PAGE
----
We present a theoretical study of relativistic effects on the linear polarization and angular distribution of x-ray radiation for the L {α }2 (3{d}3/2\\to 2{p}3/2) characteristic line following inner-shell single photoionization of Cd, Ba, Yb and Ra atoms. The analysis is performed based on the multi-configuration Dirac–Fock method and the density matrix theory. To explore the nature of these effects, calculations are carried out based on detailed analyses of the total and magnetic sublevel cross sections, the linear polarization, and the angular distribution of the x-ray photoemission, as well as on corresponding data calculated in the nonrelativistic limit. Our results show a significant difference in the above parameters compared to the nonrelativistic treatment, which is mainly due to the relativistic treatment of the target. Higher multipole contributions are also estimated, and found to be generally weaker. The importance of inclusion of the relativistic effects grows with increasing atomic number and the incoming photon energy.

  8. Algebraic tools for dealing with the atomic shell model. I. Wavefunctions and integrals for hydrogen-like ions (United States)

    Surzhykov, Andrey; Koval, Peter; Fritzsche, Stephan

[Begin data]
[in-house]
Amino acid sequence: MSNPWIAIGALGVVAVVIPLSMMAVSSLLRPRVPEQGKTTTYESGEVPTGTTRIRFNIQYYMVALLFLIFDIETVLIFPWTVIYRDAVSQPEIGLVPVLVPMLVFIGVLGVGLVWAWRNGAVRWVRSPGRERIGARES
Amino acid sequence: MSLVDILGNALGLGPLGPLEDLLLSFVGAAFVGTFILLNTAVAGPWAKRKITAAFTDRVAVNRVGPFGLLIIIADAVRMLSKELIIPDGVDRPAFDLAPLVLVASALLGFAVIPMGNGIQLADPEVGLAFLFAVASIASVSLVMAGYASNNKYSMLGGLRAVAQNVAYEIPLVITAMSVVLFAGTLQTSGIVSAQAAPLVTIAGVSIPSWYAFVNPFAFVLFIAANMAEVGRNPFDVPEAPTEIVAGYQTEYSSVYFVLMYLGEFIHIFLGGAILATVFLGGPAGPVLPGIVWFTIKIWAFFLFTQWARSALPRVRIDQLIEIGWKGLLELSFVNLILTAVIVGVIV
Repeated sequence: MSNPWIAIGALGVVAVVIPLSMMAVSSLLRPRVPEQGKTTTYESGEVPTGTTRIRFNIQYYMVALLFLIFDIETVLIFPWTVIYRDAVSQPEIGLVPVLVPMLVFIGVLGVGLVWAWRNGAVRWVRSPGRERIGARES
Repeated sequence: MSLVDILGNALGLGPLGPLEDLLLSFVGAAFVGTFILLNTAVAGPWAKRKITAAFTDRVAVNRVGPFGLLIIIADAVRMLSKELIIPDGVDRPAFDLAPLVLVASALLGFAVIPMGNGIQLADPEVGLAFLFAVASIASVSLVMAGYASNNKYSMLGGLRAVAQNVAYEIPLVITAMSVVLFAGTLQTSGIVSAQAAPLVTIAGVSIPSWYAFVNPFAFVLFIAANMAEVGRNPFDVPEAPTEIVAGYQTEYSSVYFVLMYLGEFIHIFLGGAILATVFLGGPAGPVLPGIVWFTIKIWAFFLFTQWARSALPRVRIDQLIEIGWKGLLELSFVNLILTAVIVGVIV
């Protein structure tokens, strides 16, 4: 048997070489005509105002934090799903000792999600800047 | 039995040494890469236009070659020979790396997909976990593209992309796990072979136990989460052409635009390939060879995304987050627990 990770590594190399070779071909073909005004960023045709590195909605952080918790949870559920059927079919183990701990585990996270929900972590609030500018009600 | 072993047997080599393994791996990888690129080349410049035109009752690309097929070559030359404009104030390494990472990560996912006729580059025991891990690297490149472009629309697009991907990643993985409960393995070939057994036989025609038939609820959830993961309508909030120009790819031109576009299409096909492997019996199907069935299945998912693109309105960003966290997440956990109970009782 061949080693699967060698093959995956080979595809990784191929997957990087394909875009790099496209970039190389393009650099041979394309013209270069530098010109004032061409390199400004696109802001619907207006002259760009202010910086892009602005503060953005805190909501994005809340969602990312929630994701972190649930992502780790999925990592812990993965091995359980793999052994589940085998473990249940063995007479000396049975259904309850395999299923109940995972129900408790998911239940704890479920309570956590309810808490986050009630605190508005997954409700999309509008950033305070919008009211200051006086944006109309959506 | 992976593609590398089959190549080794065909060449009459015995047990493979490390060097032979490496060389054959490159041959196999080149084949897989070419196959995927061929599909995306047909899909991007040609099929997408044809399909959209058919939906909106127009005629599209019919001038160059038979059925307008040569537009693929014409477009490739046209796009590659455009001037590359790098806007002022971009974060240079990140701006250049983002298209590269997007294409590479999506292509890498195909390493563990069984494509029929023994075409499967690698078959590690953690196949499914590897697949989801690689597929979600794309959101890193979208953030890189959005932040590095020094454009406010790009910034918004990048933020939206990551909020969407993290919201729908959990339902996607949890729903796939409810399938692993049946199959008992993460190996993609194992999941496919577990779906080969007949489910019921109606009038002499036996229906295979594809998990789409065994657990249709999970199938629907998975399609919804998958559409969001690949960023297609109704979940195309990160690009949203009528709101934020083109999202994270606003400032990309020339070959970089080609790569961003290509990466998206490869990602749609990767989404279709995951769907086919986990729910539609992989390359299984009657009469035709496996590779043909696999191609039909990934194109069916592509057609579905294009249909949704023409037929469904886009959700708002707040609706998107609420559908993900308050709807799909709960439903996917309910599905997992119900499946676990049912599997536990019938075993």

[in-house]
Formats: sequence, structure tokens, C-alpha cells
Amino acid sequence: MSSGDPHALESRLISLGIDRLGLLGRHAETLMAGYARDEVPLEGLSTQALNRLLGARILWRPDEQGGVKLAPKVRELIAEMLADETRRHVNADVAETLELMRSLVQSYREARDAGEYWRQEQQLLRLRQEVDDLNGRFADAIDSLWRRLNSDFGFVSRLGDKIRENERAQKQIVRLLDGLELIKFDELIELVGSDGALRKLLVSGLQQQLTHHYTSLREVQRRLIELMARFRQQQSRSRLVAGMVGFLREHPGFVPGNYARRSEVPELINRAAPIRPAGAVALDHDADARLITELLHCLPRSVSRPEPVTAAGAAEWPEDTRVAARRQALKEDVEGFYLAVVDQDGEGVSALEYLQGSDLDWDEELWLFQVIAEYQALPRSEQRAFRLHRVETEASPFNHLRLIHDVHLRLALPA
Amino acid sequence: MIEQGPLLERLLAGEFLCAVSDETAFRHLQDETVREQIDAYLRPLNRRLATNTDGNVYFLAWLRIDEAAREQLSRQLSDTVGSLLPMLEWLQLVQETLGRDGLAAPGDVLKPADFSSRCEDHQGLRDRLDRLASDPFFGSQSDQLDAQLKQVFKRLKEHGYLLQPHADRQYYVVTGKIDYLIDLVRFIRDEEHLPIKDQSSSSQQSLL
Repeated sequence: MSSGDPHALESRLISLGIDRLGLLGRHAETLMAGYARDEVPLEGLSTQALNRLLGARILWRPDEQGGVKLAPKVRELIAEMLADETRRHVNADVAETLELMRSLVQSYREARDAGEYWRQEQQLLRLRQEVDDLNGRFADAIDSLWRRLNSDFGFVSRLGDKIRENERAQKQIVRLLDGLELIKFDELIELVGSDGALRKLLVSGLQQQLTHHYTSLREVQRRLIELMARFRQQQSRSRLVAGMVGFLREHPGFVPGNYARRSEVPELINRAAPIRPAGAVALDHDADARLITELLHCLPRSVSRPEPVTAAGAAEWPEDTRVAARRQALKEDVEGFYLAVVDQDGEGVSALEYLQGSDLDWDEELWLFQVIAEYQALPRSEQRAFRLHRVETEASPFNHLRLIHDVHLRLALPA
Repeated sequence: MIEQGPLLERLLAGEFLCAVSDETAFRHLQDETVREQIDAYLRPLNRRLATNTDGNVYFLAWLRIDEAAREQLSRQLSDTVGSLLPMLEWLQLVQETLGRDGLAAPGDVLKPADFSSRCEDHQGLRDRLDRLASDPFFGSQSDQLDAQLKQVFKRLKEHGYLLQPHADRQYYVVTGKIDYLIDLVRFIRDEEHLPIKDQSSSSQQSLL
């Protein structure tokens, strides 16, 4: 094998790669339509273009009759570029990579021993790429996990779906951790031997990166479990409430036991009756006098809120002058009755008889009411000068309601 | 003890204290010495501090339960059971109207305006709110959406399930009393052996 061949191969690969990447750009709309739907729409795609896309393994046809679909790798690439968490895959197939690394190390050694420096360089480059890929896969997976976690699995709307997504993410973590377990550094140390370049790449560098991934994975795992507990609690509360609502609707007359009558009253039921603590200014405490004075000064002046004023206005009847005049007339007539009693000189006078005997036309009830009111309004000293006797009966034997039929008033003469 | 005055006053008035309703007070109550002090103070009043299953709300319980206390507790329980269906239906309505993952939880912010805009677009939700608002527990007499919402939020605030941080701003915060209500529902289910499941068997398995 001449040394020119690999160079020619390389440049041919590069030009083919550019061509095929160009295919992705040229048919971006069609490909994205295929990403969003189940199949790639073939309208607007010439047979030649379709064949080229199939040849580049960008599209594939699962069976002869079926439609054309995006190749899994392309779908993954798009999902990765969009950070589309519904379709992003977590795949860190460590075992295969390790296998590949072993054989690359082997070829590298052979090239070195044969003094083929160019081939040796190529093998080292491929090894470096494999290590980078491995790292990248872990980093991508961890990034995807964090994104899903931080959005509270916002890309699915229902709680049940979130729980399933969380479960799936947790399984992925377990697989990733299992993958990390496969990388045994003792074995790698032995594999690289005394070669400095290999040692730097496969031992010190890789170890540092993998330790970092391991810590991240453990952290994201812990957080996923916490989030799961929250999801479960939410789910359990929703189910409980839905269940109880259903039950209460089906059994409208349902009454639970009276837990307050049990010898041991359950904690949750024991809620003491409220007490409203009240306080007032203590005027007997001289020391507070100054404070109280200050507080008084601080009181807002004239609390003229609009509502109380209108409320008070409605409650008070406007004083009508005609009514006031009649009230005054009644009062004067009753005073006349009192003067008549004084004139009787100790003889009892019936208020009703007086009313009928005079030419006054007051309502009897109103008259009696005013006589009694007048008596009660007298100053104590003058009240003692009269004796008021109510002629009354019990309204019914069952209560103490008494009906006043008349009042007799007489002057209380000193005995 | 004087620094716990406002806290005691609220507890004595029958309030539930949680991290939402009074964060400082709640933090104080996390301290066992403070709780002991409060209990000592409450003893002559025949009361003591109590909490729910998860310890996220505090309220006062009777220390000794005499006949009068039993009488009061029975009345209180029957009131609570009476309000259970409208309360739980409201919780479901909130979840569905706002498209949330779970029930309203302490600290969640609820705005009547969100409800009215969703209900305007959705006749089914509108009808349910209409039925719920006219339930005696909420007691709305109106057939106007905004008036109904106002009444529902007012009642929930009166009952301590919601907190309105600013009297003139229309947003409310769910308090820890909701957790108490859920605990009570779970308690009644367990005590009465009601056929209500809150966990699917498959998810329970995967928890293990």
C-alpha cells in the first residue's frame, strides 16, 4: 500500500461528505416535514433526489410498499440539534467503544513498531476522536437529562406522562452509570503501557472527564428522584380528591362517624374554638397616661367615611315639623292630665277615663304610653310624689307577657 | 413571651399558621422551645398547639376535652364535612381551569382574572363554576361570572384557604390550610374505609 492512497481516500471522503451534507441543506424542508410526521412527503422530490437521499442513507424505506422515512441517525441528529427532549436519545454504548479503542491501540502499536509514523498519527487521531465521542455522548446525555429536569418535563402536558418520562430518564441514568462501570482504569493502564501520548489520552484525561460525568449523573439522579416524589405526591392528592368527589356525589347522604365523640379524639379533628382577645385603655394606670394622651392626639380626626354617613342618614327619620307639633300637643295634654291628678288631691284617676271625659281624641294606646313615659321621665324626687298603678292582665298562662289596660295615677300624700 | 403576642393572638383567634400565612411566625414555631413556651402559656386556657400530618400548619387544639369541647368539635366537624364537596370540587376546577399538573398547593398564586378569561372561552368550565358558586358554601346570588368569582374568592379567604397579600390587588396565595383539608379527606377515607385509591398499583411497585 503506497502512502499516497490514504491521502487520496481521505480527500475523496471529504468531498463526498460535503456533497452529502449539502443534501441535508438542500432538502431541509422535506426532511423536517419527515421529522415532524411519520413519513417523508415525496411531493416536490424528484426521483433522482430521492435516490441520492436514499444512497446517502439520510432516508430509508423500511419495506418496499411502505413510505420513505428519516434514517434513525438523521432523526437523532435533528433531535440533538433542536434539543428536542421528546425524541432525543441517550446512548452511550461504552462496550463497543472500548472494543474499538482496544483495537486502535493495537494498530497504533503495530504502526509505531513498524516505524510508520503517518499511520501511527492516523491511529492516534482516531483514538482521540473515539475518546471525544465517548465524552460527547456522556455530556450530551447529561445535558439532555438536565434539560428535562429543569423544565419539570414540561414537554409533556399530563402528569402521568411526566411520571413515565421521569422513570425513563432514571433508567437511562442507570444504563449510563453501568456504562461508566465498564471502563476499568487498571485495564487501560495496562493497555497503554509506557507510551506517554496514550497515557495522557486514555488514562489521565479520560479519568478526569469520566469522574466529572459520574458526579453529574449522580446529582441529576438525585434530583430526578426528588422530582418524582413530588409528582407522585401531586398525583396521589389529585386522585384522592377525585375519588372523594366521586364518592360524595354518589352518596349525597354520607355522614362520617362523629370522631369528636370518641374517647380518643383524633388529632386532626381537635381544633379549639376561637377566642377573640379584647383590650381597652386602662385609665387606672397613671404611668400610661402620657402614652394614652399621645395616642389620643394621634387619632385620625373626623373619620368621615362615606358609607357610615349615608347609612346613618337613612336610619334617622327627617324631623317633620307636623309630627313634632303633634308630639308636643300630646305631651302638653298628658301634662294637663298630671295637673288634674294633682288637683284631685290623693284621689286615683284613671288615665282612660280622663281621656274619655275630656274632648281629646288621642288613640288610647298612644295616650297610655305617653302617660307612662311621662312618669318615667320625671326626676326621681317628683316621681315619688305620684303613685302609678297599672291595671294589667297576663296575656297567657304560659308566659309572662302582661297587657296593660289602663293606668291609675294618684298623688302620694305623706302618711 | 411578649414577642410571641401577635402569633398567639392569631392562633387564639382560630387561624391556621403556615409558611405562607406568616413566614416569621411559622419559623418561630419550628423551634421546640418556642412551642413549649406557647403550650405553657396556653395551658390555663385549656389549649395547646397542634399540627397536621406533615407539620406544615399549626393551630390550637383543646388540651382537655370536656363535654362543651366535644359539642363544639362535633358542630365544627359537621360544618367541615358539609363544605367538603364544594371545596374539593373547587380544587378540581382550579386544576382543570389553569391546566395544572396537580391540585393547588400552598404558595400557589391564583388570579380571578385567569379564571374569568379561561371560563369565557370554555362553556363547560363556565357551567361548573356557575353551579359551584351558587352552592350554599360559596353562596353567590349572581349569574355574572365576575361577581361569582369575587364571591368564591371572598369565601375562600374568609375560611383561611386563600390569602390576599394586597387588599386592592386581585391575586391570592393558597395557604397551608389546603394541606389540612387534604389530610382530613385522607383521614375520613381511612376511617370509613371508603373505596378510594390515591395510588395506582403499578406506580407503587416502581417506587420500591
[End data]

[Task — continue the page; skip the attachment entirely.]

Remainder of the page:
Today, the 'hydrogen atom model' is known to play its role not only in teaching the basic elements of quantum mechanics but also for building up effective theories in atomic and molecular physics, quantum optics, plasma physics, or even in the design of semiconductor devices. Therefore, the analytical as well as numerical solutions of the hydrogen-like ions are frequently required both, for analyzing experimental data and for carrying out quite advanced theoretical studies. In order to support a fast and consistent access to these (Coulomb-field) solutions, here we present the DIRAC program which has been developed originally for studying the properties and dynamical behavior of the (hydrogen-like) ions. In the present version, a set of MAPLE procedures is provided for the Coulomb wave and Green's functions by applying the (wave) equations from both, the nonrelativistic and relativistic theory. Apart from the interactive access to these functions, moreover, a number of radial integrals are also implemented in the DIRAC program which may help the user to construct transition amplitudes and cross sections as they occur frequently in the theory of ion-atom and ion-photon collisions. Program summaryTitle of program:DIRAC Catalogue number: ADUQ Program summary URL: Program obtainable from: CPC Program Library, Queen's University of Belfast, N. Ireland Licensing provisions: None Computer for which the program is designed and has been tested: All computers with a license of the computer algebra package MAPLE [1] Program language used: Maple 8 and 9 No. of lines in distributed program, including test data, etc.:2186 No. of bytes in distributed program, including test data, etc.: 162 591 Distribution format: tar gzip file CPC Program Library subprograms required: None Nature of the physical problem: Analytical solutions of the hydrogen atom are widely used in very different fields of physics [2,3]. Despite of the rather simple structure